Football rewrites record book@ByName:By Shawn Mastrian
Playing in the newly formed Eastern College Football Conference, the Beavers announced that they would be a force, stomping conference rival Stonehill 45-13 in the season's opener. The game was more one-sided than the score would indicate, as MIT dominated both offensively and defensively.
Western New England was to be MIT's next victim. What started out as a see-saw contest resulted in the Beavers pulling away, and a last gasp effort by WNEC made the score respectable at 39-34 in favor of MIT. While the defense experienced a few problems, the offense was consistent, almost scoring at will. The Beavers were undefeated and riding high after the second week.
Then came UMass-Boston. The defense solved the problems of the previous game, but the offense went away from what worked best for it -- punishing the opposition with LaHousse and Garret Moose '91 through the middle. The result was a 14-14 tie which left a bad taste in the mouths of all involved.
This left the team on a downward slope, facing an improved and sure-to-be-upset Stonehill squad the next week. The result was a 42-20 loss, the Engineers' first of the season.
A muddy field at Siena proved to be a cure for Tech's slide. The defense dominated the hapless Saints, and the offense found a way to score in the muck just once. It was all the Beavers needed to return to their winning ways, 6-0 MIT.
Homecoming is the Super Bowl of MIT's football season, and the 49ers, I mean the Beavers, kept the home fans and Vegas happy. Assumption came to town at the wrong time, and left with a little less dignity. MIT rolled up a school-record 56 points, and the defense yielded only a last-minute touchdown to the lifeless Broncos, I mean Greyhounds. 56-6, Beavers.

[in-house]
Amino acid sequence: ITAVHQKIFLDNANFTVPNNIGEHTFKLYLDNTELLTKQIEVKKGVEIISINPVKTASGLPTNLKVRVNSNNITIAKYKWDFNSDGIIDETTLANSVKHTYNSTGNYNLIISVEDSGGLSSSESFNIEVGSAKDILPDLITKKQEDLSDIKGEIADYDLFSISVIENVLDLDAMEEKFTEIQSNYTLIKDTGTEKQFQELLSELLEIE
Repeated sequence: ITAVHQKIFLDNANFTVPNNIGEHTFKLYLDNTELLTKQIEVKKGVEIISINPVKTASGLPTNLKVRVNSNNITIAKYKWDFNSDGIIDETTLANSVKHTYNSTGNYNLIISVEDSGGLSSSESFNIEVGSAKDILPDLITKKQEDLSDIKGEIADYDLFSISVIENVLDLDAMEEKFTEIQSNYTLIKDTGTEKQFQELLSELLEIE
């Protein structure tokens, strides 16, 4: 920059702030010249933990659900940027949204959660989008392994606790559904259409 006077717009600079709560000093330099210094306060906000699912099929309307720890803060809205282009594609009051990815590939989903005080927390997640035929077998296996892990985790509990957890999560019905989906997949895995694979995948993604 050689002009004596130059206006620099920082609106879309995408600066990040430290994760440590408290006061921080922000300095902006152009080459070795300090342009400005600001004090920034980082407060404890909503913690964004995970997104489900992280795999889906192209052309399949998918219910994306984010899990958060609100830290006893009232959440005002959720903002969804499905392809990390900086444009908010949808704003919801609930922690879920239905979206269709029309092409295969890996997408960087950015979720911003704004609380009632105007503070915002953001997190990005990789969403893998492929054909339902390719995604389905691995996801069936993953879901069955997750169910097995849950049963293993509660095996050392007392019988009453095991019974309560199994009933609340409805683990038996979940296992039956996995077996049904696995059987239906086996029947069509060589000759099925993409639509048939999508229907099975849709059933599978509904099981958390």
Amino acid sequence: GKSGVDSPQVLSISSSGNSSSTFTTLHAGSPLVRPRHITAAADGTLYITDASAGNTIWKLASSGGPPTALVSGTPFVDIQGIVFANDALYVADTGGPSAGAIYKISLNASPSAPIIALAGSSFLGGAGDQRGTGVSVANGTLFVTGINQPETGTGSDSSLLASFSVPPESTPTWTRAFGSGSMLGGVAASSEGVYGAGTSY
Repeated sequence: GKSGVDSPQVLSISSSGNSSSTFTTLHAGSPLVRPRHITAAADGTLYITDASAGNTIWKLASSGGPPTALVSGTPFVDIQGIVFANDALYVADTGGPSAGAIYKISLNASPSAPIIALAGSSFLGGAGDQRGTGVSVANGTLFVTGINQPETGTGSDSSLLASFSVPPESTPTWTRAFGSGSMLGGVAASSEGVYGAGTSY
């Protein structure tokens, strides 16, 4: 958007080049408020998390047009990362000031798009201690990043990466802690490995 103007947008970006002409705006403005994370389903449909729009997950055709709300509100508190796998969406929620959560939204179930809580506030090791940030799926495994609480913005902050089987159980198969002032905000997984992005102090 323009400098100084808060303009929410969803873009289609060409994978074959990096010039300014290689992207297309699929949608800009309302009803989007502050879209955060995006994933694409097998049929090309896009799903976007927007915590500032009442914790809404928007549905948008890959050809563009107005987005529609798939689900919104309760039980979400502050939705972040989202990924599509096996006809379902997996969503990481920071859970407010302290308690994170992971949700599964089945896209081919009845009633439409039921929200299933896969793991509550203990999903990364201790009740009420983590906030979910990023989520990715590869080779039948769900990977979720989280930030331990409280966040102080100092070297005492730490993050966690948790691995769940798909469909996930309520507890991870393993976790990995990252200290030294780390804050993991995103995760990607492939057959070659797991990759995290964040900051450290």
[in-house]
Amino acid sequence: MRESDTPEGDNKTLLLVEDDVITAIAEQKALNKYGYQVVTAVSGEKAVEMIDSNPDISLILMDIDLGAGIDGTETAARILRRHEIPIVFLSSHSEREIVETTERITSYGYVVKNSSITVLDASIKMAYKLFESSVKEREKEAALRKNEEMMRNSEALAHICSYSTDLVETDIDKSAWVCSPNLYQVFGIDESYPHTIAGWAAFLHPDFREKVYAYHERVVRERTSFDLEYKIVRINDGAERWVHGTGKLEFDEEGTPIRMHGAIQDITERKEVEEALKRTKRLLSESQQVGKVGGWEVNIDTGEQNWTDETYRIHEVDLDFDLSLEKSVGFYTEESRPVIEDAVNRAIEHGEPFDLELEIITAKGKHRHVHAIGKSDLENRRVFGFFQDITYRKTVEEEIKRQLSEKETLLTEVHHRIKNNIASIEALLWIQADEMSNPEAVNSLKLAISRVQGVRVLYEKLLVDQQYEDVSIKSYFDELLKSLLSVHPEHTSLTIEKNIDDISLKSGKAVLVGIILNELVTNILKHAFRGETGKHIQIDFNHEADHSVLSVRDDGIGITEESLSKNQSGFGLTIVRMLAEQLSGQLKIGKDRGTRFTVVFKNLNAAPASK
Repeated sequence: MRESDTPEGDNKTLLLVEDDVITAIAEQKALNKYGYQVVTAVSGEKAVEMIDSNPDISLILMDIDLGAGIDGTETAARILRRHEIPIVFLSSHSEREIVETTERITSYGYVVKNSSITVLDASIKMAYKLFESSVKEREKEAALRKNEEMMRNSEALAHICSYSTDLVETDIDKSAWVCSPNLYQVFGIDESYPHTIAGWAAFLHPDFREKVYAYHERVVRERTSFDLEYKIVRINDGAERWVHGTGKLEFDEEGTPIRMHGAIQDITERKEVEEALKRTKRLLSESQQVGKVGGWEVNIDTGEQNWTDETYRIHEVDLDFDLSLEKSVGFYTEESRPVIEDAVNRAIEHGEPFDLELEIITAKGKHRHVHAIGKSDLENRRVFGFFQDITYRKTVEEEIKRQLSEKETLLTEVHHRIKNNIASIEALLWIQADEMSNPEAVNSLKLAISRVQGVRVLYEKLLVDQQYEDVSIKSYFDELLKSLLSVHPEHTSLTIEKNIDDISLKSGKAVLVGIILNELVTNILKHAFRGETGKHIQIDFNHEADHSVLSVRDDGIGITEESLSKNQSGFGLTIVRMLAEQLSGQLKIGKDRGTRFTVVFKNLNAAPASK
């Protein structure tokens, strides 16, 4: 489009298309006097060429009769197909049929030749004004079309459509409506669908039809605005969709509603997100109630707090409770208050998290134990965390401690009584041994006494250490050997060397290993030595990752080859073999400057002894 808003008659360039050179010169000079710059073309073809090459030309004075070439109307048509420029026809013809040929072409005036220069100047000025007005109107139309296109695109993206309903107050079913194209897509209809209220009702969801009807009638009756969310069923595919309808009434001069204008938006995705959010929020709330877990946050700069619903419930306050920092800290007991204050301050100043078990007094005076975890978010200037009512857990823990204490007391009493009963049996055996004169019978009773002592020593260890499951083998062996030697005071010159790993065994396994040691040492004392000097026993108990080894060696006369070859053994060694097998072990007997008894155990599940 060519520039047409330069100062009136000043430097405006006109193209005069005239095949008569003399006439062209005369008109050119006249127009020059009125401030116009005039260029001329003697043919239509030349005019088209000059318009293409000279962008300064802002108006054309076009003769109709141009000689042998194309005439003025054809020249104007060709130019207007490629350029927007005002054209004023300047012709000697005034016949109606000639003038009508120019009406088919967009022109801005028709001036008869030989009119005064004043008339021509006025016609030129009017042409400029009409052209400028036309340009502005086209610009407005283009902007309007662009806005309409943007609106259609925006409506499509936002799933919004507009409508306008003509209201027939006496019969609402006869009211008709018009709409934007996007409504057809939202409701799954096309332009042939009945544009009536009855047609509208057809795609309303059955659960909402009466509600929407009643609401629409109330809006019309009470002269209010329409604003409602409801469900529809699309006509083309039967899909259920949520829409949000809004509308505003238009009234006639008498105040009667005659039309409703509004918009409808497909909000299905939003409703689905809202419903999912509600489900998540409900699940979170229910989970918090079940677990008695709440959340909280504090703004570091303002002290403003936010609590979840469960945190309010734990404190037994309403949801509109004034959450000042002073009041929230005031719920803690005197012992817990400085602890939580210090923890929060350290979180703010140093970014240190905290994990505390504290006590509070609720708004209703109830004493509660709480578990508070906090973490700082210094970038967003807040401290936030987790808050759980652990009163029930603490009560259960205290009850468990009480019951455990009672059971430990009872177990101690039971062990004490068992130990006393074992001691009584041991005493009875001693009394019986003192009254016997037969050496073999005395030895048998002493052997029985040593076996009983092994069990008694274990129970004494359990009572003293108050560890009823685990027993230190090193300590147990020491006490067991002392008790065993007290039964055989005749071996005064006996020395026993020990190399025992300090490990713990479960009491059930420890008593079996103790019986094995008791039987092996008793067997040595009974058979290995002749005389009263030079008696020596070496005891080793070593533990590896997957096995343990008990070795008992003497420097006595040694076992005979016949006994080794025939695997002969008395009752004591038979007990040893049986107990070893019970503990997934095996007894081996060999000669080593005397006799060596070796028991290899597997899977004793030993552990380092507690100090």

This meant that if MIT were to beat Bentley, they would win the inaugural conference title. MIT has historically had trouble with the Falcons, and this time proved no exception. Despite a heroic comeback effort, driving the ball 90 yards with about one minute left for a touchdown to put MIT within one, the Beavers fell as the two-point conversion attempt failed. 21-20 was the heartbreaking final score, two points away from the title.
The last game was at WPI, and given the circumstances, the team performed admirably. The final score of 35-10 was more respectable than it would look.
It was by no means a season of "it could have been" for the Beavers; it was a season of accomplishments. Quarterback Tim Day '89, Lapes, Kupbens, center Don Euwart '90, Moose, linebacker Rick Bullesbach '90, defensive tackle Mike Ahrens '90, and Prather were all selected as All-Conference performers, and that was just the tip of the iceberg.
Prather and Lapes were both Academic All-District selections as well as GTE CoSIDA Academic All-Americans, with Lapes making the first team and Prather the second.
Lapes also took the Woody Hayes Award, given to only one Division III male (encompassing every sport). This was the highest honor ever given to an MIT athlete. In addition, he was named a National Football Foundation and Hall of Fame Scholar-Athlete Award winner, one of 11 Division II and III students granted the post-graduate scholarship which accompanies the award.
As records go, nobody set more than Day did this year. He set records for most touchdowns thrown in a season and a career, most passes completed in a season and career, and wound up as the ECFC's top-rated passer. He was named Conference Offensive Player of the Week once, and finished 24th among Division III quarterbacks in passing efficiency.
LaHousse set MIT records of his own, breaking the existing marks for points in a season, yards in a career, and tying the existing mark for points in a career. He was the conference's second leading rusher and leading scorer (points per game), finishing 27th in this category in the nation, and he was named Conference Offensive Player of the Week once.
Moose was the conference's third leading rusher, and Ahrens was named Conference Defensive Player of the Week once. Lapes finished as the conference's fourth-leading receiver.
Team high in tackles went to Prather, and he tied Fred Loh '92 for the team lead in interceptions. Ahrens led the team in sacks, followed by Prather and Larry Donahue '90, who lead the team in tackles for losses. Bullesbach defended against the most passes on the team, followed by Brian Teeple '91.
As a team, the Beavers set highs for average yards per game, total yards in a season, and points scored (210).
Copyright 1990 by The Tech. All rights reserved.
This story was originally published on Tuesday, February 6, 1990.
Volume 110, Year in Review
The story was printed on page 20.
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